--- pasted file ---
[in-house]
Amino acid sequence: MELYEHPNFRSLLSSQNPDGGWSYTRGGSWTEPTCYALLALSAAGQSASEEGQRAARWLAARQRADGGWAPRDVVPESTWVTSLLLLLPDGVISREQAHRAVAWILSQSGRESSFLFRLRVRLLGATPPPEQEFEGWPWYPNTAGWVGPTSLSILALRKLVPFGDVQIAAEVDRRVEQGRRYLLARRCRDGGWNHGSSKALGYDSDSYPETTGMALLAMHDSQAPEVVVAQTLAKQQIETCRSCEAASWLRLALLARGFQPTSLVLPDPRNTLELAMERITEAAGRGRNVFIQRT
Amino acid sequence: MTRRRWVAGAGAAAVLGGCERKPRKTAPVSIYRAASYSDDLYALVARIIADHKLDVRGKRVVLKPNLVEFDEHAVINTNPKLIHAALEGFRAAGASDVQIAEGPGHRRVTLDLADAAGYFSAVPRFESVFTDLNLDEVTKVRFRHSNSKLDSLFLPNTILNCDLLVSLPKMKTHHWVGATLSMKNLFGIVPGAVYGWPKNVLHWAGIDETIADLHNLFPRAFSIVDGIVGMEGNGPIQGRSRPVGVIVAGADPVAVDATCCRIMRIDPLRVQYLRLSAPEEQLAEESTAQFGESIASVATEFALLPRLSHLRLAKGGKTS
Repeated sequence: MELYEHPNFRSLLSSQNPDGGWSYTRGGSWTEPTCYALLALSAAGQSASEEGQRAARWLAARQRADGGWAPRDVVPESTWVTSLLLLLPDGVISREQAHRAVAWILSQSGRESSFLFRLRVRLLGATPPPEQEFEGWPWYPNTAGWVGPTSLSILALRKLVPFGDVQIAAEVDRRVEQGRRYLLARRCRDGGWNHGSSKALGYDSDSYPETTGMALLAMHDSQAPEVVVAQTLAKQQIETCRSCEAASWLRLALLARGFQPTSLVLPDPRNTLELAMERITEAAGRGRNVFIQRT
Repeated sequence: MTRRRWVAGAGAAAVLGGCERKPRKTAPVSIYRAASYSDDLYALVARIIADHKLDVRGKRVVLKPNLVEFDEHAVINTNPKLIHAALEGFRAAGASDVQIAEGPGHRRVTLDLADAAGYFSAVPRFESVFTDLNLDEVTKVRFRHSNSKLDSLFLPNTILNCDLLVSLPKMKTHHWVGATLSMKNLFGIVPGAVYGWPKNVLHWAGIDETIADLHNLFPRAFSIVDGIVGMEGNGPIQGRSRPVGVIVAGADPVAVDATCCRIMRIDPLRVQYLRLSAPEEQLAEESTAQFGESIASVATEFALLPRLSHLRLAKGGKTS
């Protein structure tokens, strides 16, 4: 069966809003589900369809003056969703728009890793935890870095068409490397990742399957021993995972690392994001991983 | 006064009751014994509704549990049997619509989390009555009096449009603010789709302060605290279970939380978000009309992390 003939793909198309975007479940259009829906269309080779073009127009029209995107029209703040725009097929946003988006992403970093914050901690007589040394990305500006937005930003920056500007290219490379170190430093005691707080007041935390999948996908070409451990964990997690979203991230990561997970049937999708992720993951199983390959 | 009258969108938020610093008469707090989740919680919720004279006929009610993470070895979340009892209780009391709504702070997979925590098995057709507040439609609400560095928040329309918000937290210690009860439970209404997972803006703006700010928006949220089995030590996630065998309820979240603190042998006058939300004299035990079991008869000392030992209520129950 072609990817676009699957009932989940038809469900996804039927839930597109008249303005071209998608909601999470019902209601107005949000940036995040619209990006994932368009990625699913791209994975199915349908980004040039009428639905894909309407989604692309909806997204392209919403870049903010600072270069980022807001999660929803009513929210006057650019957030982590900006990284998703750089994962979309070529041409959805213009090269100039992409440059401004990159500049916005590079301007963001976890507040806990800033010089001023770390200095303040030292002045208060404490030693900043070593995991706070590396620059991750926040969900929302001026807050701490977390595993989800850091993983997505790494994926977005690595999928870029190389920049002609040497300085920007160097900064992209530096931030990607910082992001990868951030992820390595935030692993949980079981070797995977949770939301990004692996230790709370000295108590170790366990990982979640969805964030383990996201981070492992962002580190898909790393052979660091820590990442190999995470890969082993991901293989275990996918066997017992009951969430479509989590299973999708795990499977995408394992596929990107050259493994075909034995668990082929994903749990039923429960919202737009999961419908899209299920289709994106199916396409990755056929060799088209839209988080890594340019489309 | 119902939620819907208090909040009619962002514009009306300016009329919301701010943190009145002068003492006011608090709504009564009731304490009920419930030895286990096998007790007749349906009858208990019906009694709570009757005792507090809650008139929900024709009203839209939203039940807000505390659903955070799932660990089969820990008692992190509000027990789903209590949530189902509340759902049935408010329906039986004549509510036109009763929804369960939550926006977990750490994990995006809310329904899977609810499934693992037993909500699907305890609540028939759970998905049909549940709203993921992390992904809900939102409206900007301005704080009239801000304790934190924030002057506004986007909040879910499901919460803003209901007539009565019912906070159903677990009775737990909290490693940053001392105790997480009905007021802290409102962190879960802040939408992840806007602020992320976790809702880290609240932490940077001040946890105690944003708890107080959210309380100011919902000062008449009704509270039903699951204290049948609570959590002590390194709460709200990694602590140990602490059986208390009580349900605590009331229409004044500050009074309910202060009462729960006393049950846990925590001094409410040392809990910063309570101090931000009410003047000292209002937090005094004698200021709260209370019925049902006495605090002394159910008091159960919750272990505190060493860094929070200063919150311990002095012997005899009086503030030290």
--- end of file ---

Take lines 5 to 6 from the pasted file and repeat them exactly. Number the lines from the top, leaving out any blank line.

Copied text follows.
Repeated sequence: MTRRRWVAGAGAAAVLGGCERKPRKTAPVSIYRAASYSDDLYALVARIIADHKLDVRGKRVVLKPNLVEFDEHAVINTNPKLIHAALEGFRAAGASDVQIAEGPGHRRVTLDLADAAGYFSAVPRFESVFTDLNLDEVTKVRFRHSNSKLDSLFLPNTILNCDLLVSLPKMKTHHWVGATLSMKNLFGIVPGAVYGWPKNVLHWAGIDETIADLHNLFPRAFSIVDGIVGMEGNGPIQGRSRPVGVIVAGADPVAVDATCCRIMRIDPLRVQYLRLSAPEEQLAEESTAQFGESIASVATEFALLPRLSHLRLAKGGKTS
């Protein structure tokens, strides 16, 4: 069966809003589900369809003056969703728009890793935890870095068409490397990742399957021993995972690392994001991983 | 006064009751014994509704549990049997619509989390009555009096449009603010789709302060605290279970939380978000009309992390 003939793909198309975007479940259009829906269309080779073009127009029209995107029209703040725009097929946003988006992403970093914050901690007589040394990305500006937005930003920056500007290219490379170190430093005691707080007041935390999948996908070409451990964990997690979203991230990561997970049937999708992720993951199983390959 | 009258969108938020610093008469707090989740919680919720004279006929009610993470070895979340009892209780009391709504702070997979925590098995057709507040439609609400560095928040329309918000937290210690009860439970209404997972803006703006700010928006949220089995030590996630065998309820979240603190042998006058939300004299035990079991008869000392030992209520129950 072609990817676009699957009932989940038809469900996804039927839930597109008249303005071209998608909601999470019902209601107005949000940036995040619209990006994932368009990625699913791209994975199915349908980004040039009428639905894909309407989604692309909806997204392209919403870049903010600072270069980022807001999660929803009513929210006057650019957030982590900006990284998703750089994962979309070529041409959805213009090269100039992409440059401004990159500049916005590079301007963001976890507040806990800033010089001023770390200095303040030292002045208060404490030693900043070593995991706070590396620059991750926040969900929302001026807050701490977390595993989800850091993983997505790494994926977005690595999928870029190389920049002609040497300085920007160097900064992209530096931030990607910082992001990868951030992820390595935030692993949980079981070797995977949770939301990004692996230790709370000295108590170790366990990982979640969805964030383990996201981070492992962002580190898909790393052979660091820590990442190999995470890969082993991901293989275990996918066997017992009951969430479509989590299973999708795990499977995408394992596929990107050259493994075909034995668990082929994903749990039923429960919202737009999961419908899209299920289709994106199916396409990755056929060799088209839209988080890594340019489309 | 119902939620819907208090909040009619962002514009009306300016009329919301701010943190009145002068003492006011608090709504009564009731304490009920419930030895286990096998007790007749349906009858208990019906009694709570009757005792507090809650008139929900024709009203839209939203039940807000505390659903955070799932660990089969820990008692992190509000027990789903209590949530189902509340759902049935408010329906039986004549509510036109009763929804369960939550926006977990750490994990995006809310329904899977609810499934693992037993909500699907305890609540028939759970998905049909549940709203993921992390992904809900939102409206900007301005704080009239801000304790934190924030002057506004986007909040879910499901919460803003209901007539009565019912906070159903677990009775737990909290490693940053001392105790997480009905007021802290409102962190879960802040939408992840806007602020992320976790809702880290609240932490940077001040946890105690944003708890107080959210309380100011919902000062008449009704509270039903699951204290049948609570959590002590390194709460709200990694602590140990602490059986208390009580349900605590009331229409004044500050009074309910202060009462729960006393049950846990925590001094409410040392809990910063309570101090931000009410003047000292209002937090005094004698200021709260209370019925049902006495605090002394159910008091159960919750272990505190060493860094929070200063919150311990002095012997005899009086503030030290």